Thursday, February 8, 2024

Fighters from Myanmar's ethnic minority seize control of the port town


BANGKOK: Warriors from a Myanmar ethnic minority furnished bunch have held onto control of a port town after over two months of extraordinary conflicts with junta troops, they said.

The Arakan Armed force (AA) said late Wednesday it "totally controlled" Pauktaw, a town of 20,000 individuals near a vital deepwater port in the capital of western Rakhine state.

AA warriors momentarily held onto Pauktaw in November, breaking a delicate truce that had to a great extent held since the tactical's upset in 2021.

Since then, residents have told AFP that the junta has strafed the town with gunfire from helicopters as well as artillery and naval ships.

New Google Earth pictures of Pauktaw showed a block of the midtown region diminished essentially to rubble and harm to a few structures close to its harbor.

A few structures in the police headquarters compound were obliterated as well.

AFP couldn't affirm the AA guarantee, and correspondences with Pauktaw stayed inconsistent.

A source near the AA told AFP recently that its warriors were leading "leeway tasks" in the town.

On Tuesday the AA said "extraordinary" conflicts were continuous in the town.

The junta hasn't said anything about the recent fights in Pauktaw.

Around 18,000 individuals had been uprooted from the area because of battling, the Unified Countries said in November.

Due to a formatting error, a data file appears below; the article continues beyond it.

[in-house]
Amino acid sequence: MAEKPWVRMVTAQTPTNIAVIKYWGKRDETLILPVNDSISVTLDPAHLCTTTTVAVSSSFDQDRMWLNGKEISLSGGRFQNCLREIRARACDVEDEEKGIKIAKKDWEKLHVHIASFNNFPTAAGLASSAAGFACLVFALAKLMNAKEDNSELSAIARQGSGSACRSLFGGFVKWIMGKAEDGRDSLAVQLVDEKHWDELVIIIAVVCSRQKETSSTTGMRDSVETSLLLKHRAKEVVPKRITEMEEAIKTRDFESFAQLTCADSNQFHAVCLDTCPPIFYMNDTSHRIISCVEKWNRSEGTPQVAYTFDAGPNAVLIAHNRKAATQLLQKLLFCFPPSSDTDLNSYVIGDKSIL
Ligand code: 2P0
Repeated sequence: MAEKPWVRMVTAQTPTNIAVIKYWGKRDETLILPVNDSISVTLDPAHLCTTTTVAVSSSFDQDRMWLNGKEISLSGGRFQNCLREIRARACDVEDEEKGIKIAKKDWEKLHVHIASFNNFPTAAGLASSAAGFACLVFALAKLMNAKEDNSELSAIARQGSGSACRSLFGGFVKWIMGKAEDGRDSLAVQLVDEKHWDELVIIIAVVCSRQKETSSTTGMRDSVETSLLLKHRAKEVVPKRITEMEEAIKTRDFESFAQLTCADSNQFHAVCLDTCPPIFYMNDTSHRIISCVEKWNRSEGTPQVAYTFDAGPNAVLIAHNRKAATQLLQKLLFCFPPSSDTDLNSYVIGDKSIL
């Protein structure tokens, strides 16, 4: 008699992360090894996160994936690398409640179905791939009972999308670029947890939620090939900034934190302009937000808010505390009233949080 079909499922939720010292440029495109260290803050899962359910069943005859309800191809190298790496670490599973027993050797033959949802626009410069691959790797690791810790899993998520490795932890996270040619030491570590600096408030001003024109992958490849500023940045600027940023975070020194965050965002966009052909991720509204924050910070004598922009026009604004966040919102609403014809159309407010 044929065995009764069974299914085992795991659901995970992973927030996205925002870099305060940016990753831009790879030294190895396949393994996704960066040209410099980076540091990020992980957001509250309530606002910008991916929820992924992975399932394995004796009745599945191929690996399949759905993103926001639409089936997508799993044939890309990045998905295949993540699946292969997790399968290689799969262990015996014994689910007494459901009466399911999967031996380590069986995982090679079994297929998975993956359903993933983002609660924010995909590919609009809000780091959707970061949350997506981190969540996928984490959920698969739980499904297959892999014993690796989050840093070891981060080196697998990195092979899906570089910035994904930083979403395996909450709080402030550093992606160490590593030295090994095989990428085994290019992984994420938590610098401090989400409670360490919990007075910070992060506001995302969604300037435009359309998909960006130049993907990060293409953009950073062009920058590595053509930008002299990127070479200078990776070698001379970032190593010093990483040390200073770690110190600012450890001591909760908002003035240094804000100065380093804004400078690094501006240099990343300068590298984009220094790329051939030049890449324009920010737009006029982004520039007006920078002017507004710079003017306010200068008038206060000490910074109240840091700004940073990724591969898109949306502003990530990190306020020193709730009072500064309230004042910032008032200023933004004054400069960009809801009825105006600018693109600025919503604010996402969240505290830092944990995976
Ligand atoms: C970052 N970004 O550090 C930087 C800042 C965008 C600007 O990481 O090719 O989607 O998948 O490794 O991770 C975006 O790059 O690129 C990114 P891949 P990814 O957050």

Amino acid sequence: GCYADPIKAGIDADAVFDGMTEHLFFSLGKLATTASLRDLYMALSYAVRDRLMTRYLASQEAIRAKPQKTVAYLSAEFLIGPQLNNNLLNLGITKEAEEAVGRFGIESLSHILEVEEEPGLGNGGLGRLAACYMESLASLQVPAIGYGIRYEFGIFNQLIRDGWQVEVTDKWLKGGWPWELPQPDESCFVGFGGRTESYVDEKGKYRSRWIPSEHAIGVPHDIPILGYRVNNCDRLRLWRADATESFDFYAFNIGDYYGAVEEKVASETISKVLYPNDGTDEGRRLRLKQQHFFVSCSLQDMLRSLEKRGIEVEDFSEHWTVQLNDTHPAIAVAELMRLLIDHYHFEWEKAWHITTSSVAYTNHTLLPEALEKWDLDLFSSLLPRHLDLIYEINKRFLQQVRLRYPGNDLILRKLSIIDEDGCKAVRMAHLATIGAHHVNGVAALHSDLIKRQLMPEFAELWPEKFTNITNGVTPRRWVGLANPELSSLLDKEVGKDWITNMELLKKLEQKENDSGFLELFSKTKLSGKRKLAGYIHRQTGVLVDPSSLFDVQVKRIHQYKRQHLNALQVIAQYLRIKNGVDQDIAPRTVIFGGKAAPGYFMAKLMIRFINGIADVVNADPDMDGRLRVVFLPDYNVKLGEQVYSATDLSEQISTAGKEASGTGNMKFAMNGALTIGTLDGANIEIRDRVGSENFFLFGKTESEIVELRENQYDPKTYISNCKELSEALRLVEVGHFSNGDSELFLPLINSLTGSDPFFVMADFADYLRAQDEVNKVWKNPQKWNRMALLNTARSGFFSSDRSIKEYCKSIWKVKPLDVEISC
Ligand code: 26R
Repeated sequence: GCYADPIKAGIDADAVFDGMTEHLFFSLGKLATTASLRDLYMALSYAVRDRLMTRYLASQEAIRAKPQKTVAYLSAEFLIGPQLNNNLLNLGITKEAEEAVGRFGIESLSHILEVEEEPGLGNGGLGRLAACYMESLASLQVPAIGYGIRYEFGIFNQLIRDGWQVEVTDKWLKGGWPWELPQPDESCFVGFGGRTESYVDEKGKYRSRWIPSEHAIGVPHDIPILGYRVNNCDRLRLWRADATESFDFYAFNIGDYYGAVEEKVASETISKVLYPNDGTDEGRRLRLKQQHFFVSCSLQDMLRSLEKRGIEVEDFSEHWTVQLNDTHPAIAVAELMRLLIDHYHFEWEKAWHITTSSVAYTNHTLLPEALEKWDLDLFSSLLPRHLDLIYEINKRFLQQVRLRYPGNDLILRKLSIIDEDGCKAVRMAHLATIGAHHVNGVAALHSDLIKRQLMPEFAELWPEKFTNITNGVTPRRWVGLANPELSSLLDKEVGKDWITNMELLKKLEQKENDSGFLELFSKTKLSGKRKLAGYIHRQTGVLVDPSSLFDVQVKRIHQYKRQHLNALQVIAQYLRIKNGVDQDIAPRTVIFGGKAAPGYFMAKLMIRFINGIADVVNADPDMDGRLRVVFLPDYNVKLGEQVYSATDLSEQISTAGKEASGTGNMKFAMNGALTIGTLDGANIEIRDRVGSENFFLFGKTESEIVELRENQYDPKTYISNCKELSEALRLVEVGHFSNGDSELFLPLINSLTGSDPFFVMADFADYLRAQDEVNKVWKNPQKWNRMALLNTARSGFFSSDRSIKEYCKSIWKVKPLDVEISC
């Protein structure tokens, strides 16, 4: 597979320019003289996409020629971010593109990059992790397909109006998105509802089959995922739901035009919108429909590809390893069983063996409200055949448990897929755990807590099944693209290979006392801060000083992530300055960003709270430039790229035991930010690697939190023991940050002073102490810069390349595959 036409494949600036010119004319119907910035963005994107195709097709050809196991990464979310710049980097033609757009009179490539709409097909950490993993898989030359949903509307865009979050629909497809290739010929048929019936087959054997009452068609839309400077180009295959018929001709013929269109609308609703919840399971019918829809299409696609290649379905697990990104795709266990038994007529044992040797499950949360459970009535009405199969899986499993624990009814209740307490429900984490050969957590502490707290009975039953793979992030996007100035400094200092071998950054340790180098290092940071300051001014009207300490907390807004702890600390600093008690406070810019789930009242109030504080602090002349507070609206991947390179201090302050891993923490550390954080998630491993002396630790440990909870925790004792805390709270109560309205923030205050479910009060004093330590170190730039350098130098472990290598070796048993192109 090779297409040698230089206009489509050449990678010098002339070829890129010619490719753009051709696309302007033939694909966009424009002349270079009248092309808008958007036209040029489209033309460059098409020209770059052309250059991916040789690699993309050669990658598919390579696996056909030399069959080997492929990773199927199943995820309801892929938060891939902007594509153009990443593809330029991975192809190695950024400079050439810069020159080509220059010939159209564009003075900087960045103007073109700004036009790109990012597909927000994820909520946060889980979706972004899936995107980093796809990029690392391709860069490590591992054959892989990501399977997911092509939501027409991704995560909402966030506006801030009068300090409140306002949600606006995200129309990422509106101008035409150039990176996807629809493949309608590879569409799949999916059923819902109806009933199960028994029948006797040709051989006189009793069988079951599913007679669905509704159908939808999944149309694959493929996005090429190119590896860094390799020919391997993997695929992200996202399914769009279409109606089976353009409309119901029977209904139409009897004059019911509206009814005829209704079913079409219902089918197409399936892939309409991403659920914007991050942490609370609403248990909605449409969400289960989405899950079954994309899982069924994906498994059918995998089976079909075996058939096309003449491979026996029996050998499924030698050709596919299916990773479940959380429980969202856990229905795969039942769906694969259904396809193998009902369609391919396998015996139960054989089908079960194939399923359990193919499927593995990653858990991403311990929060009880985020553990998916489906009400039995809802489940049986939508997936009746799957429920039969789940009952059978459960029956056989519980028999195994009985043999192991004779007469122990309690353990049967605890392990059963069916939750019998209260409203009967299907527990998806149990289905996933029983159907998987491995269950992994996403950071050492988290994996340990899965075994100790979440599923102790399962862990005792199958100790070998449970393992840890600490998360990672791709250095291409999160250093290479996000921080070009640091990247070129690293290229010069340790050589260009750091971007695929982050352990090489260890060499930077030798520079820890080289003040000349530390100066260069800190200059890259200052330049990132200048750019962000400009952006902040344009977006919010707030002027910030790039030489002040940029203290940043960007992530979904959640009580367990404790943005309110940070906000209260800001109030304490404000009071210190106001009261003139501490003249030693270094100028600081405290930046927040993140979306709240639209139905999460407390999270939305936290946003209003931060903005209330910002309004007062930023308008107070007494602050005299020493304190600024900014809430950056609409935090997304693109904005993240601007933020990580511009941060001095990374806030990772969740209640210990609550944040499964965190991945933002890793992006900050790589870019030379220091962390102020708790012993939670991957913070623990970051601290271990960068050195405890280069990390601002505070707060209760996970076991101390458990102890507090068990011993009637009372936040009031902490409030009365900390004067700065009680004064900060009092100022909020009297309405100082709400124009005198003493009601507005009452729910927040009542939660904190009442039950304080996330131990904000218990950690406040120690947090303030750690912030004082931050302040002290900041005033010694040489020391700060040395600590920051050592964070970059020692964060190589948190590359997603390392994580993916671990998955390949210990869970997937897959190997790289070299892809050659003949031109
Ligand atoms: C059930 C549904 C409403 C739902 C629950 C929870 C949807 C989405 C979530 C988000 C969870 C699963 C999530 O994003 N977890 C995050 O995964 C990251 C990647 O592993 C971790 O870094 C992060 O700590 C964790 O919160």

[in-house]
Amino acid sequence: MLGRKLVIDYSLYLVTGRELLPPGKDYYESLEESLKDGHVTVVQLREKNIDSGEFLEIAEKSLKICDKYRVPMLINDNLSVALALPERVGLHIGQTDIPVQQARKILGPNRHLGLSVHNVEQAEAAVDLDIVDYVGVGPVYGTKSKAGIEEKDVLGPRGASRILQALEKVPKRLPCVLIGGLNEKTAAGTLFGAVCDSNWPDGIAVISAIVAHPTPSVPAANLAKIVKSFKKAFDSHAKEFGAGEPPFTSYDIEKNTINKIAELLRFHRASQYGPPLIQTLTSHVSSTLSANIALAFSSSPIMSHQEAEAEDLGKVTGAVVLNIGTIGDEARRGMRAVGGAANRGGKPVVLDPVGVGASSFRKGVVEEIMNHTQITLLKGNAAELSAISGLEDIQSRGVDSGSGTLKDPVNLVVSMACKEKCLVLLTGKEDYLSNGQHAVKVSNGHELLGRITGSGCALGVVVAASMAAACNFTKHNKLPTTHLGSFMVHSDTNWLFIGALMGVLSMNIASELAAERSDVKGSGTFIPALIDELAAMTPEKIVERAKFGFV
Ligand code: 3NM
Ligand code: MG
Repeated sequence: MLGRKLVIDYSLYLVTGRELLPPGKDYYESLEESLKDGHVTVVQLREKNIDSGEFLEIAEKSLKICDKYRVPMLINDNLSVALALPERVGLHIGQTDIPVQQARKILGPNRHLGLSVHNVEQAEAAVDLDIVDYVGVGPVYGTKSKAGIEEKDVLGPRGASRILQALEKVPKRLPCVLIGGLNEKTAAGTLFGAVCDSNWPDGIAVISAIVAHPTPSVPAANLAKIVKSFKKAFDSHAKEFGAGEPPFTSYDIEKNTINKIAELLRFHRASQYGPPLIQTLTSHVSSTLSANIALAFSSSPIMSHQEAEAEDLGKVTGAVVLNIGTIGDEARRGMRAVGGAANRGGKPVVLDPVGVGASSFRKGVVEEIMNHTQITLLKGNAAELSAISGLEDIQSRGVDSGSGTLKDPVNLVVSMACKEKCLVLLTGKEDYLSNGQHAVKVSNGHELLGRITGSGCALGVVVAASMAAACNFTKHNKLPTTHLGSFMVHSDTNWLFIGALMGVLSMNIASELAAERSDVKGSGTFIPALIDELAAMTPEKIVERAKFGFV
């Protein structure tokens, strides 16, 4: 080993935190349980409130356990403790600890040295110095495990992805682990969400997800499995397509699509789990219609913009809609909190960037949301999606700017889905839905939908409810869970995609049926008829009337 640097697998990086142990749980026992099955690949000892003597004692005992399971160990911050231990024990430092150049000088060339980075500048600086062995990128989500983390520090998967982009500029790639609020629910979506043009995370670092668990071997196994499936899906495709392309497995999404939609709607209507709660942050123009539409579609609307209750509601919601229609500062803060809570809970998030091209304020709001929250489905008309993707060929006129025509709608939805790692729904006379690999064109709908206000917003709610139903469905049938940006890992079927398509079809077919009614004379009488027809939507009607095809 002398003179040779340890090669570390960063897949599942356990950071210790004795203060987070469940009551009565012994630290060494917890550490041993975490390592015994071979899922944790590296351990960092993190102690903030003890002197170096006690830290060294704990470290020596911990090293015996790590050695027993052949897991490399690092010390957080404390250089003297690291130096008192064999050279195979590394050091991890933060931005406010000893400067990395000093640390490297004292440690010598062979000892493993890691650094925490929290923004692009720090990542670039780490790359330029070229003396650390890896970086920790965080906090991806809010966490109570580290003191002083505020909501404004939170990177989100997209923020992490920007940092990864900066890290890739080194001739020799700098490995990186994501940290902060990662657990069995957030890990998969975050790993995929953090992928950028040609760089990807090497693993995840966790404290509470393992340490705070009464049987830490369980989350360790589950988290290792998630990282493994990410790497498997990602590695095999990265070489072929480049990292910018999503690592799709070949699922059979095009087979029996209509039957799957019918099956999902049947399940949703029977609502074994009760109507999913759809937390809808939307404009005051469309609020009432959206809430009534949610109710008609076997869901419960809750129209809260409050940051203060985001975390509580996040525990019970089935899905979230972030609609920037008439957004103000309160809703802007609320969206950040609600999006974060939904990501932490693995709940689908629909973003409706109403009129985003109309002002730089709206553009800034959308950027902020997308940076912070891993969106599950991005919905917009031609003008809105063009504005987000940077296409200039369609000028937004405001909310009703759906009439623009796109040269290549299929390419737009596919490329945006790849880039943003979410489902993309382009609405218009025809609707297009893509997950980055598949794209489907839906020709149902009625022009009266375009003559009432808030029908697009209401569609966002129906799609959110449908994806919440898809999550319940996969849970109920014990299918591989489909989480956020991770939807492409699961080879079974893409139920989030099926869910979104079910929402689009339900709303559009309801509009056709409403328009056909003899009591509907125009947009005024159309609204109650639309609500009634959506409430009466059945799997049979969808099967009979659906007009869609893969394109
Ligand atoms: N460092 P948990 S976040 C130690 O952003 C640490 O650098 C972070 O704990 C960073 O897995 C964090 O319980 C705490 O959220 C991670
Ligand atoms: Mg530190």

Pauktaw is 25 kilometers (16 miles) east of the state capital Sittwe, home to a deepwater port halfway supported by India as it tries to develop financial linkages with Myanmar.

A junta-backed media report on Thursday said that earlier this week, Myanmar's chambers of commerce hosted talks with an Indian business delegation about "upgrading" operations at Sittwe port.

Go among Sittwe and Pauktaw was seriously confined by new military entryways and designated spots, a Pauktaw occupant as of now in Sittwe told AFP on Thursday, mentioning namelessness for the sake of security.

The AA said in a statement on Wednesday that "intense" clashes were going on in Rakhine's Mrauk-U, Minbya, Kyauktaw, and Rathedaung townships, without going into specifics.

The AA has battled an on-off battle for a really long time looking for more independence for the state's ethnic Rakhine populace.

It is one of many ethnic minority furnished bunches that have combat Myanmar's military since freedom from England in 1948.

Some groups want more freedom, while others just want the right to run the lucrative jade, drug, and timber trade on their land.

The conflicts in Rakhine come as the military and ethnic minority equipped gatherings in northern Shan state blame each other for breaking a China-handled truce.

Since the end of October, fighting had been going on along the border with China, and the military had lost control of several towns and important trade crossings to its northern neighbor.

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